Kristin Houk has a knack for beautifying everything she touches.
The three restaurants she owns in San Francisco’s Bayview neighborhood aren’t just places to eat—they are havens.
Houk cleared out 14,000 pounds of trash from the lot on Jerrold Avenue and Third Street where her first restaurant, All Good Pizza, stands. When she first got the property, it was considered blighted because it had so many code violations. Bit by bit, Houk cleaned out the garbage and added an Atlas 8-by-24-foot trailer out of which she serves homemade pies and crunchy kale salads.
The outdoor restaurant, which Houk calls her “baby,” opened 12 years ago and is decorated with string lights and potted plants.
When you’re sitting at a red picnic table surrounded by succulents under the shining sun, it’s hard to imagine the lot having the equivalent weight of garbage as a large elephant. Today, it’s not the fumes of rotting waste but the smell of organic red sauce that lingers in the air.
Houk followed the success of her first restaurant—which filled a hole for fresh, well-prepared food in the Bayview—with two others, opening Tato taqueria on Third Street in 2018 and Café Alma on Innes Avenue in 2019.
A Bayview resident and homeowner for over 20 years, Houk has a deep commitment to a neighborhood she feels is perpetually slighted, and she’s on a mission to change the perception of the place she calls home.
“The media narrative around violence in the Bayview is hyperinflated crap,” she said. “The reality of this community is that it’s so close-knit.”
Source: Camille Cohen/The StandardMurals along 3rd Street corridor, a shopping street of the Bayview, Hunter’s Point neighborhood of San Francisco. |
Houk learned that firsthand when she tried to buy her first home. Outbid on 26 houses in San Francisco’s tight real estate market, she had given up on the idea that she would ever find a place of her own.
Then one day, she received a call from her mom, who was convinced she’d found just the right place for her—what she called “a diamond in the rough” on Hudson Avenue. The proposition felt fated from the start, since Hudson is her mother’s given name and “Hud” was her grandfather’s nickname.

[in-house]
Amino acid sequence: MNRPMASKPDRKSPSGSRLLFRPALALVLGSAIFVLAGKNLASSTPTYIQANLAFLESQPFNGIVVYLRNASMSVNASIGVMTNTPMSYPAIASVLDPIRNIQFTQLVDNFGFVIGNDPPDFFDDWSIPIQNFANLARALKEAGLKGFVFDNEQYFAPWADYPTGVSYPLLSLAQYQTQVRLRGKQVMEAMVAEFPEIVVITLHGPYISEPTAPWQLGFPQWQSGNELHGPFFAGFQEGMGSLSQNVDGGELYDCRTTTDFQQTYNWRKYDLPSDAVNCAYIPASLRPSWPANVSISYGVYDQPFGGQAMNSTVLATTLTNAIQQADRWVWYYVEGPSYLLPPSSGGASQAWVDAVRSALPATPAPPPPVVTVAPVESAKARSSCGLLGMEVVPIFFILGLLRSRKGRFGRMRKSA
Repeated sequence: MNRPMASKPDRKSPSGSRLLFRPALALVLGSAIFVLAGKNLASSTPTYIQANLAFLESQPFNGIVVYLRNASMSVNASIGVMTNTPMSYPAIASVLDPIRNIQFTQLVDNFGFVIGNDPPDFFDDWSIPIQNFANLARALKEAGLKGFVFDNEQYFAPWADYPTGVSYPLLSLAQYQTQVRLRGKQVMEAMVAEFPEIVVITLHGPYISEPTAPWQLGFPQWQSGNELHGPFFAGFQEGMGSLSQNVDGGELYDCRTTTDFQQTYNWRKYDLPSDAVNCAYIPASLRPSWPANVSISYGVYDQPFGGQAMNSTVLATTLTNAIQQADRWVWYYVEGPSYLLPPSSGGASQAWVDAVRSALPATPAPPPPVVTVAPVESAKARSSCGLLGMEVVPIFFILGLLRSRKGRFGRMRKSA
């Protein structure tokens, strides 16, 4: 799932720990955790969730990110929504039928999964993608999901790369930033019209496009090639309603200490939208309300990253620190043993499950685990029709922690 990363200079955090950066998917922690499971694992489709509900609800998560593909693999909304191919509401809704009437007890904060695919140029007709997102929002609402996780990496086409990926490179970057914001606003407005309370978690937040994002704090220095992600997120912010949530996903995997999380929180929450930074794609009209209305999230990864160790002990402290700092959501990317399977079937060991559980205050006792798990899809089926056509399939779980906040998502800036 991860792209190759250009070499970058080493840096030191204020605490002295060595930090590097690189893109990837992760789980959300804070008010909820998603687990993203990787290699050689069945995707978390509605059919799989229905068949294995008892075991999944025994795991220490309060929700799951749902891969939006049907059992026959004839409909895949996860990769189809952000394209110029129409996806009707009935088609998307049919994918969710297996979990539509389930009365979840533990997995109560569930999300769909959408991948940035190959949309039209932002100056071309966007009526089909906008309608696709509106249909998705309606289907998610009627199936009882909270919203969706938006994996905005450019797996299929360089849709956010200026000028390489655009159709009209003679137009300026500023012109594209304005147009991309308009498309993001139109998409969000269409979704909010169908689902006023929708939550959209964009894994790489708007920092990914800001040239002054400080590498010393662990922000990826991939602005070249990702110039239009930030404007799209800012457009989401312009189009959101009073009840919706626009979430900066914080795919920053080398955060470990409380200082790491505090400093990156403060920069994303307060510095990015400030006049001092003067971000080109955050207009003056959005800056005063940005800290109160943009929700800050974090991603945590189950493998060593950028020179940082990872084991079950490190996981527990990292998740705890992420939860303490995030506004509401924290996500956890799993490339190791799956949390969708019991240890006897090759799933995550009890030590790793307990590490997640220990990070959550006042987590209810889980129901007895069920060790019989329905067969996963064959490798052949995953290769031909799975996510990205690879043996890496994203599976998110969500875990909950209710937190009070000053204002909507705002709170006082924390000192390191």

In a deal sealed with a bottle of Hennessy and a neighborly chat—like all good transactions should be—Houk was able to negotiate the price of her house and finally have a home to call her own. The whole experience of the purchase, so different from elsewhere in San Francisco, was only the beginning of her discovering Bayview’s magic.
When she moved from the Mission into her new place, new neighbors kept coming up to her, asking if they could help her carry her boxes.
“It’s so genuine,” she said. “How have I overlooked this place?” she asked herself.
Houk, who at the time worked at Dolores Park Café, lamented the lack of fresh food in the community—despite the presence of the SF Market in the neighborhood, a produce center that feeds the whole city.
“So many of the things made in the Bayview don’t stay in the Bayview,” she said, mentioning the produce market and the meat wholesaler P.G. Molinari. Houk couldn’t understand why there were so few restaurants in a neighborhood that is so close to Downtown.
While Houk wouldn’t open her first restaurant for another 11 years, she had an experience that proved intrinsic to what would ultimately become her path as a Bayview restaurateur—working in the nonprofit world at an organization called Namaste Direct.